Sagar Mitchell and James Kenyon founded the firm of Mitchell & Kenyon in 1897. The company was one of the largest film producers in the United Kingdom in the 1900s, with slogans like “Local Films for Local People” and “We take them and make them”.
Between 1900-1913, filmmakers Mitchell & Kenyon roamed Northern England, Scotland and Ireland filming the everyday lives of people at work and play. For 70 years, 800 rolls of this early nitrate film sat in sealed barrels in the basement of a local shop in Blackburn. Rediscovered by local historian Peter Worden in the early 1990s and subsequently acquired by the British Film Institute in June 2000 this collection has been the subject of an ambitious four-year restoration and research project. (Gary W. Tooze of DVD Beaver).
The films were shot and shown, perhaps on the same day, in local halls and early cinemas. People would pay for the privilege of seeing themselves as others did. The results of the restoration were originally shown on BBC as a three-part series, The Lost World of Mitchell & Kenyon. The series was released on a DVD and followed up with three other DVDs – Electric Edwardians: The Films of Mitchell and Kenyon, Mitchell & Kenyon – Edwardian sports and Mitchell & Kenyon in Ireland.
Thankfully a number of short rowing clips are included as follows:
Mitchell & Kenyon – Edwardian Sports
Kingston Rowing Club at Practice (3 May 1902). This clip is 4:32 long and the opening commentary states that it takes place on the River Humber but it should more correctly state that it is the River Hull. Kingston-upon-Hull is a town in North East Yorkshire situated next to the Humber Estuary. Watch out for the sculler at the end of the clip, paddling along smoking a pipe!
Final of International Cup at Cork Regatta between Leander and Berlin (23 July 1902). This clip is only 2:32 long and was previously included in an earlier posting on HTBS called Royal Visits Benefit Irish Rowing.
Rowing, too, was emerging in the Edwardian period as both a popular leisure pastime and a sporting occasion. Two films selected here illustrate both the amateur nature of the sport and the problems of shooting sporting events at the time. Final of International Cup at Cork Regatta, filmed at the Cork International Exhibition on 23 July 1902 features Leander from Henley-on-Thames and Berlin Rowing Club. Leander won the race but the film appears to be more of a series of spectator shots rather than action on the river. Kingston Rowing Club at Practice, shot in May 1902, emphasises the comic nature of the event as opposed to the sporting, with audience appreciation in the later showing of the film centring on the rowers falling into the river.
Mitchell & Kenyon in Ireland
There are three rowing clips on this DVD as follows: Two-oared Boat Race, Sundays Well, Cork (1902), Crews practicing on River Lee at Cork Regatta (20 July 1902) and Final of International Cup at Cork Regatta between Leander and Berlin (23 July 1902). They can be found together as one clip of 4.47 with the slightly misleading title of Mitchell & James Kenyon -1901-Rare Video of Ireland-Part 11.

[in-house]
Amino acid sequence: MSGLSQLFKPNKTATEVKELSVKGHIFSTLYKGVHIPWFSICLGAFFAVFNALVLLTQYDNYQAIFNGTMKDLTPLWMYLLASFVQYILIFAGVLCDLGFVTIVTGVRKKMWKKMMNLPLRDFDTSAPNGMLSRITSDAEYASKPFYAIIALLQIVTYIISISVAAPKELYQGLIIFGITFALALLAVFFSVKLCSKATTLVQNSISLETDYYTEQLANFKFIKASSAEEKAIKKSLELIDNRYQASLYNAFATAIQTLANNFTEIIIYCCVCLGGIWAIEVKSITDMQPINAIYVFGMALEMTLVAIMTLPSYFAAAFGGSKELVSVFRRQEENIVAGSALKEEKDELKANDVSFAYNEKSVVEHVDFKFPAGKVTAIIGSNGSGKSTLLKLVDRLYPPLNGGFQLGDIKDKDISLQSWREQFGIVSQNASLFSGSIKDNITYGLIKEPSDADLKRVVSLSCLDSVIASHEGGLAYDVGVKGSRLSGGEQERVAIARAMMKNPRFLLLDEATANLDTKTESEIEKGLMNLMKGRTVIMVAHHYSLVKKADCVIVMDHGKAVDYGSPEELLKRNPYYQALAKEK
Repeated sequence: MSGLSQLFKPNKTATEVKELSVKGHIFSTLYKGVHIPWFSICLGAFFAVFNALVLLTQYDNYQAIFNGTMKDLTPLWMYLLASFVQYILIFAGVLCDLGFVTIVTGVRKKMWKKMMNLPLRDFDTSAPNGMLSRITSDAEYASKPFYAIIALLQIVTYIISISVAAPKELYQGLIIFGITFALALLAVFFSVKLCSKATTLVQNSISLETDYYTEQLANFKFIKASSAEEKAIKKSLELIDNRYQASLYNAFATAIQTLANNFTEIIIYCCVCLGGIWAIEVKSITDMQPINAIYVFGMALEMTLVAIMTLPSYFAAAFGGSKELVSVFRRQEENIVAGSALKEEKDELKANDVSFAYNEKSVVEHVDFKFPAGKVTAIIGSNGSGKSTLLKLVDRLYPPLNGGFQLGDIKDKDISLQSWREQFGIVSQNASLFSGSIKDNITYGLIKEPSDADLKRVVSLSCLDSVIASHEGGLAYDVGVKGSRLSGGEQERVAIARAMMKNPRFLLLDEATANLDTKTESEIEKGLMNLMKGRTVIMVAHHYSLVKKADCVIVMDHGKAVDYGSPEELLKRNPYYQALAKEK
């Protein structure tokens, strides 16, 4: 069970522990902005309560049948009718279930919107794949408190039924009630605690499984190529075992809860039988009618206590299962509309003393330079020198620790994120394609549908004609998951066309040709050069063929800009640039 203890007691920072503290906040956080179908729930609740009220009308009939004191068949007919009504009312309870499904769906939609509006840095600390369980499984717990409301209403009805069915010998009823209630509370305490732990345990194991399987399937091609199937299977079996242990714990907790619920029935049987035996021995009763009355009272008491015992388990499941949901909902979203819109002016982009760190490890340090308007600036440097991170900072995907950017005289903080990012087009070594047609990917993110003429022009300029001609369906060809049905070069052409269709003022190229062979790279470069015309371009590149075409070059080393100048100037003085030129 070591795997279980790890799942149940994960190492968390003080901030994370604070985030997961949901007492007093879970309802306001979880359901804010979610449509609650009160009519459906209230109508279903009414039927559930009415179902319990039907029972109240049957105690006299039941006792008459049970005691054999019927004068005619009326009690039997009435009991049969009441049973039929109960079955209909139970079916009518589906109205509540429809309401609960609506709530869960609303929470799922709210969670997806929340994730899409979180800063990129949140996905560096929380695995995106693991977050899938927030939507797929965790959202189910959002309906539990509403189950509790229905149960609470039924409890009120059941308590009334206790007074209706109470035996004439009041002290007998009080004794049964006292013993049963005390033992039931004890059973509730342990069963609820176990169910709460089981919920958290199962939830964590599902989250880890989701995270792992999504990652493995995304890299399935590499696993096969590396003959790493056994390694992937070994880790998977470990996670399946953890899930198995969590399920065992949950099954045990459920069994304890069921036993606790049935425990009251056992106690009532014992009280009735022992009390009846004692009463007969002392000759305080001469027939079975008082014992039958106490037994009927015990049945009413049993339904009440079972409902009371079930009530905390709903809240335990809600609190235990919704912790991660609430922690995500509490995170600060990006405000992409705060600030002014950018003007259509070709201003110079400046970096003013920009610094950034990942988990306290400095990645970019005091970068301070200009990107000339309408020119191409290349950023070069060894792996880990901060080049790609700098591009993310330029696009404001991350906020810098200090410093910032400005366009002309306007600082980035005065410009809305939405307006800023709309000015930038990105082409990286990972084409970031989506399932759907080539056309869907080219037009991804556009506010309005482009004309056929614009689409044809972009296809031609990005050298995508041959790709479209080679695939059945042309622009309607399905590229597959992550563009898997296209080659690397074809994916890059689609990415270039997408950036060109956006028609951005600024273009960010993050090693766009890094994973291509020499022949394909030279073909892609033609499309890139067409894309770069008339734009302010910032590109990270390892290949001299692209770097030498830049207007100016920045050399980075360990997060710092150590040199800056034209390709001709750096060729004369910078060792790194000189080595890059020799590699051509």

The booklet with this DVD also has a short paragraph on the rowing clips as follows:
The Cork Exhibition was also a venue for some of the sporting titles shot in Ireland, rowing being one of several spectator events held during the summer. Two boat races took place in Cork during this period: the first International Gig Races of 21-23 July at Cork International Regatta, glimpses of which can be seen in Two-oared Boat Race, Sundays Well, Cork (1902); and the Final of International Cup at Cork Regatta between Leander and Berlin (1902) held on 23 July. Leander, who won the competition, was founded in Henley-on-Thames in 1818 and are the world’s oldest and most renowned club [sic].
As HTBS readers will know, Leander was indeed founded in 1818, but on the Tideway. There are at least three surviving rowing clubs older: Brasenose College Boat Club, Jesus College Boat Club and Westminster School Boat Club.
Sunday’s Well Boating and Tennis Club was founded in 1899 and in 2009 published a history researched by historian Kieran McCarthy and written by Irish Examiner sports journalist, Alan Good. The promo for the book reads:
Beautifully situated just west of Cork city centre on the banks of the Lee, the club emerged as a by-product of annual boating regattas at the Mardyke. Boating, with a high society classification in the 19th century, was a popular pastime on the river adjacent to Sunday’s Well. Due to limited revenue, boating events such as mini regattas were not organised every year, but the races are remembered for the Chinese lanterns and bunting that illuminated the gardens at the riverbank, as well as the balloon and firework displays at sundown. In 1899, inspired by a successful Sunday’s Well Regatta and Water Carnival held that July, the Sunday’s Well Boating and Tennis Club was founded. It was formed by a number of organisers of the regatta, several of whom were residents in Sunday’s Well.
I can’t remember Sundays Well Boat Club taking part in any IARU (Rowing Ireland) organised regatta and I have never seen their name in any old programmes, but some years ago I purchased an old postcard featuring them, as they do play a part in Irish rowing history.